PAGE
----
Arctic Adaptations was Canada’s official submission to the 2014 Venice Biennale in Architecture, in timely with Nunavut’s 15th birthday which won special mention (a first for Canada!). The project looks back over Nunavut’s young life as a territory, along with looking ahead 15 years to consider new architecture that is adaptive to indigenous response to modernity. Arctic Adaptations was initiated and curated by the design-research studio Lateral Office, who studied the region for several years and ultimately collaborated with students, architects, and Nunavummiut in developing architectural proposals which engage the communities, as well as the territory as a whole. It continues to be common practice to import southern knowledge to the north in terms of education, infrastructure, and food, when the southern cannon simply cannot be applied to Nunavut’s geography and resources. Arctic Adaptations is providing a contemporary partnership with traditional knowledge, and the fast development of a younger population (60% of Nunavut’s population is under the age of 24). The project features architecture that confronts environmental, climatological, social, and economic challenges.

Arctic Adaptations exhibits three elements: soapstone carvings, topographic maps with photographs of each community, and a series of architectural models with animations that venture a 15 year vision which deals with current challenges in access and delivery of housing, health, arts, education, and recreation. The show is aesthetically intriguing with cool colours, elegant white maps and lights, and decorative poles which allude to the quiet and vast tundra.

The soapstone carvings are familiar buildings in Nunavut that were done in collaboration with Nunavut Arts and Crafts Association (NACA). Workshops were hosted in communities where carvers created beautiful edifices out of different colours of soapstone; which creates a unique juxtaposition to some buildings that resemble space age architecture, to little residential houses complete with gas tanks and porches, all made out of a traditional material.

Image: A series of 12 soapstone carvings by Inuit artists document key Nunavut buildings and typologies from the 20th century; courtesy Lateral Office.

Arctic Adaptations comments on very real issues, the awareness is to develop architectural solutions to incorporate social and cultural infrastructure that can be shared throughout the territory. Within the exhibition there are 5 different tables which plan a 15 year strategy associated with arts, recreation, education, housing, and health. For each table there are three different scales: architecture, territorial, and community and each have their own animations. In Nunavut there are no roads, there are no trees, the land is permanently frozen, there is no sun in January, and no darkness in June and the proposals in Arctic Adaptations take all of these elements into consideration and highlight the unique challenges Nunavut faces within the animations.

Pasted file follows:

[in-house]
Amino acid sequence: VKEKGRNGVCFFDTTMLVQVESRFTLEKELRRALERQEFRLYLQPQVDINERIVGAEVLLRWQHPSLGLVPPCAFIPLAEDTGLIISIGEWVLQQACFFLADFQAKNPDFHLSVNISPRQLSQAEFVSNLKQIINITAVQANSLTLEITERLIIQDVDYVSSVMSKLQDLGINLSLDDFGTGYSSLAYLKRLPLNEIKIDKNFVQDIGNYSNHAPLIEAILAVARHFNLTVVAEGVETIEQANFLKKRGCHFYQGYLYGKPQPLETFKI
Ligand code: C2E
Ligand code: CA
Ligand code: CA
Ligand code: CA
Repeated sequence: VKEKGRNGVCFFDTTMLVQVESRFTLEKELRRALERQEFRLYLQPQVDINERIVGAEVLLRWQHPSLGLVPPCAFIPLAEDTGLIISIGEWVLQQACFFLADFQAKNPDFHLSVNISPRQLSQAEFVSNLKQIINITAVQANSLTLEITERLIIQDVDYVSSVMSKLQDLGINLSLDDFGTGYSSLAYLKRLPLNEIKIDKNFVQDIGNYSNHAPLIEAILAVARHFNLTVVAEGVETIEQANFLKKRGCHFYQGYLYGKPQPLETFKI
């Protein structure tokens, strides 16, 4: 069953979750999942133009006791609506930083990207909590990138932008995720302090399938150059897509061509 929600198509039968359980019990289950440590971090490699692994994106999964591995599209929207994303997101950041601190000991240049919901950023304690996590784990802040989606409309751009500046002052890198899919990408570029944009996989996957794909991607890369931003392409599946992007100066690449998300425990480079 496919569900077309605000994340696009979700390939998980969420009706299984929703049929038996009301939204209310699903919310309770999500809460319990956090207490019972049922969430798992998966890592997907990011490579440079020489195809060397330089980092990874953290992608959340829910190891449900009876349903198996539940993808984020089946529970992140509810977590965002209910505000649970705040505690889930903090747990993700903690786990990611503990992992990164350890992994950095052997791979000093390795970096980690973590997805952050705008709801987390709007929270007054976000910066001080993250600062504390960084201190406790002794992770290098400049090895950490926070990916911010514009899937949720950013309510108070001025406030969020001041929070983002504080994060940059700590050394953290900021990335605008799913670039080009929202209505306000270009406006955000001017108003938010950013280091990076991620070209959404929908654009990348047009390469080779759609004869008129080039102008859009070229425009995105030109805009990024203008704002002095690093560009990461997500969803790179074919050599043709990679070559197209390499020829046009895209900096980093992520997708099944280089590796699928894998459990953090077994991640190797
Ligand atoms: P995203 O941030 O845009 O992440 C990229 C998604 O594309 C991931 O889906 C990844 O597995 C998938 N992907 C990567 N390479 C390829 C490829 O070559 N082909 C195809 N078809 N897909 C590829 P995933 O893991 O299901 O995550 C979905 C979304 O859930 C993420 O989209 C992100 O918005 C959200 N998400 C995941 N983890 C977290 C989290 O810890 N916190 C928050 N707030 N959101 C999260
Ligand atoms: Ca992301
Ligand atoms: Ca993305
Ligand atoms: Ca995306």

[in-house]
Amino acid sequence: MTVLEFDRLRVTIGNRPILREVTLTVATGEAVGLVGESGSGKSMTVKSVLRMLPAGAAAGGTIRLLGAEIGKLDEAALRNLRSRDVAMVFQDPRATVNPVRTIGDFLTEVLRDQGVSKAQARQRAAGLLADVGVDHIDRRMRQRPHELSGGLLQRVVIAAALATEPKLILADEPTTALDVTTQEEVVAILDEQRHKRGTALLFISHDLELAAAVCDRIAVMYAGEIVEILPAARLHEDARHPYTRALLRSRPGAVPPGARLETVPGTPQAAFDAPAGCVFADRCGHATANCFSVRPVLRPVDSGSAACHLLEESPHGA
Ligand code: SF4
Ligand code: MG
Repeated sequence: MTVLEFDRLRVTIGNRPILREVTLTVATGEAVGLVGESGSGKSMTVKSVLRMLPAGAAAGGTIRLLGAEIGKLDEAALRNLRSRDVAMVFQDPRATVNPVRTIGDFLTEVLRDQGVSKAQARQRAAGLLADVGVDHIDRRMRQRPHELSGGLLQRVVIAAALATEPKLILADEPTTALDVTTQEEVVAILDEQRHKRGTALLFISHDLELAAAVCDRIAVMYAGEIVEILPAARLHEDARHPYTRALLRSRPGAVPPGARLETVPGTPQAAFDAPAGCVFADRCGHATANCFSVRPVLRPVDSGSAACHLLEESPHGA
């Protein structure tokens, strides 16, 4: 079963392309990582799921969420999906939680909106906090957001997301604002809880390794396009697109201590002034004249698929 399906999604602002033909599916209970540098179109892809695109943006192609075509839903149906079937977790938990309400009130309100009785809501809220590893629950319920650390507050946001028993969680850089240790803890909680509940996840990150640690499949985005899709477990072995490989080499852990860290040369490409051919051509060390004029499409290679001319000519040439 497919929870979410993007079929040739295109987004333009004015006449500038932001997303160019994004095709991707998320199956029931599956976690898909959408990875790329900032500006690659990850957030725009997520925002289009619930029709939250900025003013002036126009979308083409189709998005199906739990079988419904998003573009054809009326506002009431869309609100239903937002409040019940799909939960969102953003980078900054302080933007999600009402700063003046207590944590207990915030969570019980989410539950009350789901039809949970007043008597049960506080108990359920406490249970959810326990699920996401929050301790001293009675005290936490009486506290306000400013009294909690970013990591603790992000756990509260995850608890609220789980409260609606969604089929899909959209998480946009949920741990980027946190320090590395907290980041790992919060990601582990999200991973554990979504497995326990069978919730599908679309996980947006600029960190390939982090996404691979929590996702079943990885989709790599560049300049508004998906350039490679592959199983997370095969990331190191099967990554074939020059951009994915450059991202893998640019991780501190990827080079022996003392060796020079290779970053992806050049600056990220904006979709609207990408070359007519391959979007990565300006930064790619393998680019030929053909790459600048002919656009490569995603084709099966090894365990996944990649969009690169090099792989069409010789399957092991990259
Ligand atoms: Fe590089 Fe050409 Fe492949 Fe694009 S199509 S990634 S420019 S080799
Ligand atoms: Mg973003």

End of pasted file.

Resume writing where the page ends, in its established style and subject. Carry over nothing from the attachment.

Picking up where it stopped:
Along the walls of the gallery are captivating stylized topographical maps of the 25 communities of Nunavut with photographs for each community. The photographs were collected over two years (2013-2014) in collaboration with Nick Illauq, an Inuk photographer based in Clyde River, and include 25 original photographs from residents which were collected during a community engagement photo contest.

Image: Arctic Bay, Nunavut; photograph by Bobby Kilabuk, 2014.

Arctic Adaptations Nunavut at 15 is exhibiting alongside Found, Forged, and Fused. Both shows provide a wonderful look into the extraordinary qualities that the north has to offer. From crafts to architecture, you will spend hours looking at the detailed craftsmanship of Yukoner’s and exploring innovative solutions to an extraordinary territory.

Don’t miss Arctic Adaptations, in the Yukon Arts Centre Public Gallery until Saturday August 29.

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